We welcome them with open arms, and good intentions, but after a while, it can turn sour. Having house guests is a lesson in communication, patience, tolerance and acceptance — and it works both ways. Sure the company can be great fun, but it’s a lot of work, and after a while, enough is enough. As the old saying goes, “Don’t wear out your welcome.”


My extended family, including close friends, are scattered across the United States and England. In order to see each other, we need to make a huge effort and travel to each other’s homes.


The flights alone are expensive, especially with a partner and/or children to bring along, so naturally, we offer rooms for our guests to stay in, to help alleviate their costs. But none of us live extravagantly, or have extra guest rooms waiting to be used. So we make do.


At my dad’s, we sleep in his den; at my brother’s, it’s the pull-out bed in the living room. Wherever, we make it work.


Luckily, we haven’t yet made ourselves unwelcome by staying longer than acceptable, but as our family grows, I feel that window of time will shorten. It’s one thing having a girlfriend come and crash on your couch. It’s another when she brings her boyfriend who you don’t necessarily know or like. And it’s yet another when she arrives with crying baby in one arm, over-excited toddler in the other, and all the appropriate paraphernalia.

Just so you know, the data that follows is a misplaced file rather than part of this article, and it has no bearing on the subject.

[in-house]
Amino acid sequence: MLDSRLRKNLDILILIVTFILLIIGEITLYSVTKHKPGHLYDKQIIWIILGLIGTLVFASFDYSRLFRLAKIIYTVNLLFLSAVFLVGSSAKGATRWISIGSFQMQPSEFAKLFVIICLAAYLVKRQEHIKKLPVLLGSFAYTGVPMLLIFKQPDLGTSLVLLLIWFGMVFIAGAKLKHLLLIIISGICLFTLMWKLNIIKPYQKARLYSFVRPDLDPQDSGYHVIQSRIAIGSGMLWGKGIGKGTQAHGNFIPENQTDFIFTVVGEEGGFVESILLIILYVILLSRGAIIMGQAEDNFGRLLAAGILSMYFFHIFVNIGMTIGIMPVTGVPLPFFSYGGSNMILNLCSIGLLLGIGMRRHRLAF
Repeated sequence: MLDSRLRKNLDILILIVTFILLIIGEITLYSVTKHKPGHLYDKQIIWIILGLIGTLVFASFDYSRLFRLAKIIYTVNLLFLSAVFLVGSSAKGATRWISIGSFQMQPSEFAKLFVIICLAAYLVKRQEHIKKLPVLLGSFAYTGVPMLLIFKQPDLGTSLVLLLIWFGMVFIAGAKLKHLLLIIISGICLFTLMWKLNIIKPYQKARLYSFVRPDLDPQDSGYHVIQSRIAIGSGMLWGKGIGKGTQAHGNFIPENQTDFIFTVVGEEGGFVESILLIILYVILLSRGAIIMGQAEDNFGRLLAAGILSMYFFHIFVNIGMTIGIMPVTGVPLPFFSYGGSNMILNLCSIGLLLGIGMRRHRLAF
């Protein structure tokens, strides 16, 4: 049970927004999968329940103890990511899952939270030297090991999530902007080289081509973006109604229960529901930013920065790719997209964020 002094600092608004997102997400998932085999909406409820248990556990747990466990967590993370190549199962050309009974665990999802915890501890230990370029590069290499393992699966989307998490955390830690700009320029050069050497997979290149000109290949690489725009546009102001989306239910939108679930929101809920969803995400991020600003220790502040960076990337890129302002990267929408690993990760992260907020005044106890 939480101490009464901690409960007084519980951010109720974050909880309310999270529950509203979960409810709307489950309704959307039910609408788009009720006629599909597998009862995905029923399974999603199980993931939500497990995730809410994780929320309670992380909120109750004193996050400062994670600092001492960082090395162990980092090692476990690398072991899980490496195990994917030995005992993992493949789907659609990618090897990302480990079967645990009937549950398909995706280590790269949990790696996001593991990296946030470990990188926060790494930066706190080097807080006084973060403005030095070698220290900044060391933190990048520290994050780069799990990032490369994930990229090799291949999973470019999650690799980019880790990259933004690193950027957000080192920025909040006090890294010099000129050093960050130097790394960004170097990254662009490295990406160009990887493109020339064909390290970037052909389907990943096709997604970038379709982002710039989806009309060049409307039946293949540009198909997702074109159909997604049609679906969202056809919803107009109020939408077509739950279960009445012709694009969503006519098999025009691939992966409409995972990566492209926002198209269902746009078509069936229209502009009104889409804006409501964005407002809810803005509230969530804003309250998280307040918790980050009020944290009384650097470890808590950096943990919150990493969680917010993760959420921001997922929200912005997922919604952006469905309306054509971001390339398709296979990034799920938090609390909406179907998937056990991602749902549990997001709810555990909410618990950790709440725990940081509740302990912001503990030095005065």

In our house when someone comes to stay, they get a queen-sized blow-up mattress on my office floor. It’s a decently comfortable bed, with room to move about — but not much. And there’s nowhere really to unpack. But we explain all that before would-be guests make their decision.

Yes, we’ve had visitors stay whom we would have preferred stay elsewhere. On one occasion, we gently suggested some local inexpensive hotels, but to no avail. So we prepared ourselves to make the most of the situation: we purchased food and drink we knew they’d enjoy; I tried to get some work done beforehand so as not to be in their way; and we discussed how we would deal with some of their habits, such as smoking.

The week flew by and we patted ourselves on the back for making it through without incident. Yet, on the way to the airport, our guests thanked us by stating they had felt “cramped” in our home!

Like I said, patience, tolerance and perhaps a bit of humour are necessary when house guests visit.

Try these tips when having guests, or becoming one:

  • Don’t overpack. Only bring necessities; offer the basics (towels and toiletries) and the obscure (beach toys, or ski goggles for winter).

  • Make some plans so you’re not just stuck in the house. If staying a while, make outside plans, giving your hosts a break.

  • Know your limits! Don’t allow people to overstay, and don’t make the same mistake as a guest.